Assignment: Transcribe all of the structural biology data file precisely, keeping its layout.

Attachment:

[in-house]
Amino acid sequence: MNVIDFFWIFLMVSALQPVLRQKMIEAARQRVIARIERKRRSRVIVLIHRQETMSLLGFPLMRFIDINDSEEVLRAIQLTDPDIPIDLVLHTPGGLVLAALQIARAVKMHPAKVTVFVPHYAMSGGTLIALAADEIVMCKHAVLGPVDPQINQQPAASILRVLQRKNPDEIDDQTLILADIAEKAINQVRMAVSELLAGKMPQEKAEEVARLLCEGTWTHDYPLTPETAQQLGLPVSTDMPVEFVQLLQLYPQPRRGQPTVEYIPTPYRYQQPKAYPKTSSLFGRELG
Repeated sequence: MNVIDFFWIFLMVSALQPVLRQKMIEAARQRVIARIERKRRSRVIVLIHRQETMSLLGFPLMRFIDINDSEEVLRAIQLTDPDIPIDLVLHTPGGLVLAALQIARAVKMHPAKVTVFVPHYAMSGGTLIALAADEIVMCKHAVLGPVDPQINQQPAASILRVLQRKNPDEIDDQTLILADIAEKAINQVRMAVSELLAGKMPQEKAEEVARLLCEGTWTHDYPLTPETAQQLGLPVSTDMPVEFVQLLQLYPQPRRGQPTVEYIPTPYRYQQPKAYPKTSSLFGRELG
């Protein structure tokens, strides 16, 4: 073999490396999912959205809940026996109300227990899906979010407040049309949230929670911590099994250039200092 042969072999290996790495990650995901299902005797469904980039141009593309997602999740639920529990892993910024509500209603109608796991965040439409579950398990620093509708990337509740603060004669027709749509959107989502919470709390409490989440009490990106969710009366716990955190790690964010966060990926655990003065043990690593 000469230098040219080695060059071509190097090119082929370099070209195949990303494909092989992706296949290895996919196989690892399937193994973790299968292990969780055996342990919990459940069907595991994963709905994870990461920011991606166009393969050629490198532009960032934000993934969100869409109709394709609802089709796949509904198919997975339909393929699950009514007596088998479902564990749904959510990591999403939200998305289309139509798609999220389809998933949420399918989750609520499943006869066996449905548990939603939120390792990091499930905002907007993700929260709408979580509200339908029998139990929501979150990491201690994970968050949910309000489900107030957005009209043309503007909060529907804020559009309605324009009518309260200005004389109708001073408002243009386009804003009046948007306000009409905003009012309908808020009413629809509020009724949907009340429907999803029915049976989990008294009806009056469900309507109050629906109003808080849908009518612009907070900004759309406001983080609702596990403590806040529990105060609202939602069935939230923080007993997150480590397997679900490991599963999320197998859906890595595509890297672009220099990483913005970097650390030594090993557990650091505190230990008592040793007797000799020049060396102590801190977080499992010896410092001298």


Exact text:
[in-house]
Amino acid sequence: MNVIDFFWIFLMVSALQPVLRQKMIEAARQRVIARIERKRRSRVIVLIHRQETMSLLGFPLMRFIDINDSEEVLRAIQLTDPDIPIDLVLHTPGGLVLAALQIARAVKMHPAKVTVFVPHYAMSGGTLIALAADEIVMCKHAVLGPVDPQINQQPAASILRVLQRKNPDEIDDQTLILADIAEKAINQVRMAVSELLAGKMPQEKAEEVARLLCEGTWTHDYPLTPETAQQLGLPVSTDMPVEFVQLLQLYPQPRRGQPTVEYIPTPYRYQQPKAYPKTSSLFGRELG
Repeated sequence: MNVIDFFWIFLMVSALQPVLRQKMIEAARQRVIARIERKRRSRVIVLIHRQETMSLLGFPLMRFIDINDSEEVLRAIQLTDPDIPIDLVLHTPGGLVLAALQIARAVKMHPAKVTVFVPHYAMSGGTLIALAADEIVMCKHAVLGPVDPQINQQPAASILRVLQRKNPDEIDDQTLILADIAEKAINQVRMAVSELLAGKMPQEKAEEVARLLCEGTWTHDYPLTPETAQQLGLPVSTDMPVEFVQLLQLYPQPRRGQPTVEYIPTPYRYQQPKAYPKTSSLFGRELG
């Protein structure tokens, strides 16, 4: 073999490396999912959205809940026996109300227990899906979010407040049309949230929670911590099994250039200092 042969072999290996790495990650995901299902005797469904980039141009593309997602999740639920529990892993910024509500209603109608796991965040439409579950398990620093509708990337509740603060004669027709749509959107989502919470709390409490989440009490990106969710009366716990955190790690964010966060990926655990003065043990690593 000469230098040219080695060059071509190097090119082929370099070209195949990303494909092989992706296949290895996919196989690892399937193994973790299968292990969780055996342990919990459940069907595991994963709905994870990461920011991606166009393969050629490198532009960032934000993934969100869409109709394709609802089709796949509904198919997975339909393929699950009514007596088998479902564990749904959510990591999403939200998305289309139509798609999220389809998933949420399918989750609520499943006869066996449905548990939603939120390792990091499930905002907007993700929260709408979580509200339908029998139990929501979150990491201690994970968050949910309000489900107030957005009209043309503007909060529907804020559009309605324009009518309260200005004389109708001073408002243009386009804003009046948007306000009409905003009012309908808020009413629809509020009724949907009340429907999803029915049976989990008294009806009056469900309507109050629906109003808080849908009518612009907070900004759309406001983080609702596990403590806040529990105060609202939602069935939230923080007993997150480590397997679900490991599963999320197998859906890595595509890297672009220099990483913005970097650390030594090993557990650091505190230990008592040793007797000799020049060396102590801190977080499992010896410092001298």